Erin Horack, a first-year biotechnology major at Penn State Berks, recently won two first place awards for her research studying the spotted lanternfly. She was named a 2021 Regeneron Science Talent Search Scholar and she also took first place honors at the National FFA Agriscience competition for her research.
For the Regeneron Science Talent Search competition, Horack’s project was titled Lycorma delicatula‘s mitochondrial DNA in relation to L. delicatula’s feeding pattern based on monosaccharide concentrations of host plants. Her study examined the genetic basis of the feeding preferences of the invasive Spotted Lanternfly.
She also took top honors at the National FFA Agriscience competition for her individual research in the Environmental Services and Natural Resource Systems: Division 5 category, which she presented at the Agriscience Fair Competition during the 2021 Pennsylvania Farm Show.
Horack interest in studying the spotted lanternfly began when she was a freshman at Conrad Weiser High School and her agriculture science teacher discussed the invasive Asian insect that was discovered in the Pennsylvania in 2014 and has spread to several counties and neighboring states. She was surprised that little was known about the spotted lanternfly, which causes serious damage in trees, vines, crops and many other types of plants.
According to the Pennsylvania Department of Agriculture, the spotted lanternfly is a huge threat to the Pennsylvania agriculture industry. The economic impact could total in the hundreds of millions of dollars and hundreds of thousands of jobs for those in the grapes, apple, hops, and hardwood industries.
Horack’s project for the FFA competition investigated whether the carbohydrate ratio of plant sap could be used to predict the feeding preference of the invasive spotted lanternfly fly. Her results showed that plants that seem to attract more spotted lanternfly, such as the tree of heaven and sugar maple, have higher sucrose and lower glucose and fructose concentrations. This research is useful in predicting which tree species are most likely to face serious damage from the spotted lanternfly.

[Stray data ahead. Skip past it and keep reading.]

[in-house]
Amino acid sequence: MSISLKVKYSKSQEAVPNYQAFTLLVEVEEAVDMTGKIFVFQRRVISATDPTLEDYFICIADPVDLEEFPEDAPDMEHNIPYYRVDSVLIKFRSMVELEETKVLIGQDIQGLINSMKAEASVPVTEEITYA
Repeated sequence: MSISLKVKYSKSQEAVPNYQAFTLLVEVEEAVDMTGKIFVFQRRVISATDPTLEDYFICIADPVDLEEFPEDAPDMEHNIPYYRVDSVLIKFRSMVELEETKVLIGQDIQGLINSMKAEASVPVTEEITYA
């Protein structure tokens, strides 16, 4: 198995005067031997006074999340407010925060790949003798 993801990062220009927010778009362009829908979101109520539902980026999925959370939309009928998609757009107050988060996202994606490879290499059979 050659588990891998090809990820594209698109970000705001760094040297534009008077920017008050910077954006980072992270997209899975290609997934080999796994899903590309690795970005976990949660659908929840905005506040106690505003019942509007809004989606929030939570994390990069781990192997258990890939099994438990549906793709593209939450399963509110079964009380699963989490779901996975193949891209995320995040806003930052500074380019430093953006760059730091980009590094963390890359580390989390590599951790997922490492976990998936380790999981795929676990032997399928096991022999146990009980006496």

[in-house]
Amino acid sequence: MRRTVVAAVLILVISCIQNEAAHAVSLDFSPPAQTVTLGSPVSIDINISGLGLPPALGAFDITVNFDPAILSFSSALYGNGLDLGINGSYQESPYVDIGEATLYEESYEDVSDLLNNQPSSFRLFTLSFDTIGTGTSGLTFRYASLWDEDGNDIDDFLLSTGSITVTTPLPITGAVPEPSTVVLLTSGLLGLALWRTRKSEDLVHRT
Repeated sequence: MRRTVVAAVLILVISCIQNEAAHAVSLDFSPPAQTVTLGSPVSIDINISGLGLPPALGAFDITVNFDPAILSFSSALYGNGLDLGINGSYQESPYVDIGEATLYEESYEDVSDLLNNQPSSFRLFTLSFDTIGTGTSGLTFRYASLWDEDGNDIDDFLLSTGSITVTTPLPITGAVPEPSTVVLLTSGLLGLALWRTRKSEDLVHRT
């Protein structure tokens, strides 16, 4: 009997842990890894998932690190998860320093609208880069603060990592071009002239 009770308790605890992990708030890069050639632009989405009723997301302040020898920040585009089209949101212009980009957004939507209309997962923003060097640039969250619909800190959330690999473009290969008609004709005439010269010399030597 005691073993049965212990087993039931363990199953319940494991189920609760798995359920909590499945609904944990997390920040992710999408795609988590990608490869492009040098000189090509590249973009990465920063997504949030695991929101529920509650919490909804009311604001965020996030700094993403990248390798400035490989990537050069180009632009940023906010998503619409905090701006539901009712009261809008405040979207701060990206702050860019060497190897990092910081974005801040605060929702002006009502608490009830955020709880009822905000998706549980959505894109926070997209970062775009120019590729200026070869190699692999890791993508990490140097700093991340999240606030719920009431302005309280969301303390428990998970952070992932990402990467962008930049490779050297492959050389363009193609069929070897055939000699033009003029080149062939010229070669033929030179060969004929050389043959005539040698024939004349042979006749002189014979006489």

She also used mitochondrial DNA sequencing to compare the spotted lanternfly found in Pennsylvania with those found in Korea, Japan, and China. She found that Pennsylvania spotted lanternflies were more closely related to those in Korea and Japan, illustrating that this insect can adapt quickly, according to Horack.
She said her research has had its setbacks, including the difficulty she faced with growing the spotted lanternfly in the lab. She explains that she took spotted lanternfly eggs from trees where they were feeding and put them in incubators, but they didn’t survive for long.
Currently, Horack is looking forward to being able to continue conducting research at Penn State Berks. With more opportunity for lab-centered inquiry – as opposed to field-based research – her future studies will take her away from the spotted lanternfly.
When asked why she chose Penn State Berks, Horack explains, “Penn State Berks has a lot to offer. I wanted to be a Penn Stater all my life, and I wanted to start small. I also wanted to get the most value for my tuition dollars. But most importantly, I wanted to go to Penn State.” She comments that both her parents are Penn State alumni. In addition to her academics and research, Horack is a member of the women’s soccer team.
“I really like it here. There’s a family atmosphere and the professors are interested in what you’re interested in and getting to know the students,” Horack adds.
Her ultimate goal after graduation is to conduct research that helps people and benefits society. She plans to work with DNA and genetics research in the pharmaceutical or agricultural industry, and then eventually go to grad school.
Artículo en: Español (Spanish)